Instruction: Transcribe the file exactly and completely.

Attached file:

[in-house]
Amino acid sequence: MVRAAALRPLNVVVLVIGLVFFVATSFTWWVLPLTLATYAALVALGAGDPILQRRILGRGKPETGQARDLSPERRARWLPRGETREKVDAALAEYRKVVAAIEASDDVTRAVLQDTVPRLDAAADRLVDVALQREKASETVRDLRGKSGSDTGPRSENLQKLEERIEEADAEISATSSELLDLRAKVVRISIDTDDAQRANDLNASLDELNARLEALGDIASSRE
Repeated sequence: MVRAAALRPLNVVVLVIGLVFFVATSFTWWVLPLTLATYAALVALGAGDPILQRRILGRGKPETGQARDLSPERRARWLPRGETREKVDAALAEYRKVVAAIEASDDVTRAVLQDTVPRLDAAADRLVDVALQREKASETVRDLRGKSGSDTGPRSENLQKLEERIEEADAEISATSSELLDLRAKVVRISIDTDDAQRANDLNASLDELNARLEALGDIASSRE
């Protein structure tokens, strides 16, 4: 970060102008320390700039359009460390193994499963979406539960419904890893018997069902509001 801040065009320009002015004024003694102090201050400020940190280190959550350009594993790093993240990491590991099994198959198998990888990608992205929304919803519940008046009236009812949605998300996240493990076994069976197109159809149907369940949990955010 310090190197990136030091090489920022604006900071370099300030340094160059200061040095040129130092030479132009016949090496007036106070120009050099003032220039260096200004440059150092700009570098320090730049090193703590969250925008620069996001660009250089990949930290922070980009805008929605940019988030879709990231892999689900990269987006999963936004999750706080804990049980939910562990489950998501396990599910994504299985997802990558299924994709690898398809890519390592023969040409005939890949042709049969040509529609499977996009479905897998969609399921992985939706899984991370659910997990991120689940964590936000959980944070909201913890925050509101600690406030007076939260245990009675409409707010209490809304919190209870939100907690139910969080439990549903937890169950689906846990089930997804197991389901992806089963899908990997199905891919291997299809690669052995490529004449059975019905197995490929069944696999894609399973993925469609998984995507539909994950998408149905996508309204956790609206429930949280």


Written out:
[in-house]
Amino acid sequence: MVRAAALRPLNVVVLVIGLVFFVATSFTWWVLPLTLATYAALVALGAGDPILQRRILGRGKPETGQARDLSPERRARWLPRGETREKVDAALAEYRKVVAAIEASDDVTRAVLQDTVPRLDAAADRLVDVALQREKASETVRDLRGKSGSDTGPRSENLQKLEERIEEADAEISATSSELLDLRAKVVRISIDTDDAQRANDLNASLDELNARLEALGDIASSRE
Repeated sequence: MVRAAALRPLNVVVLVIGLVFFVATSFTWWVLPLTLATYAALVALGAGDPILQRRILGRGKPETGQARDLSPERRARWLPRGETREKVDAALAEYRKVVAAIEASDDVTRAVLQDTVPRLDAAADRLVDVALQREKASETVRDLRGKSGSDTGPRSENLQKLEERIEEADAEISATSSELLDLRAKVVRISIDTDDAQRANDLNASLDELNARLEALGDIASSRE
């Protein structure tokens, strides 16, 4: 970060102008320390700039359009460390193994499963979406539960419904890893018997069902509001 801040065009320009002015004024003694102090201050400020940190280190959550350009594993790093993240990491590991099994198959198998990888990608992205929304919803519940008046009236009812949605998300996240493990076994069976197109159809149907369940949990955010 310090190197990136030091090489920022604006900071370099300030340094160059200061040095040129130092030479132009016949090496007036106070120009050099003032220039260096200004440059150092700009570098320090730049090193703590969250925008620069996001660009250089990949930290922070980009805008929605940019988030879709990231892999689900990269987006999963936004999750706080804990049980939910562990489950998501396990599910994504299985997802990558299924994709690898398809890519390592023969040409005939890949042709049969040509529609499977996009479905897998969609399921992985939706899984991370659910997990991120689940964590936000959980944070909201913890925050509101600690406030007076939260245990009675409409707010209490809304919190209870939100907690139910969080439990549903937890169950689906846990089930997804197991389901992806089963899908990997199905891919291997299809690669052995490529004449059975019905197995490929069944696999894609399973993925469609998984995507539909994950998408149905996508309204956790609206429930949280």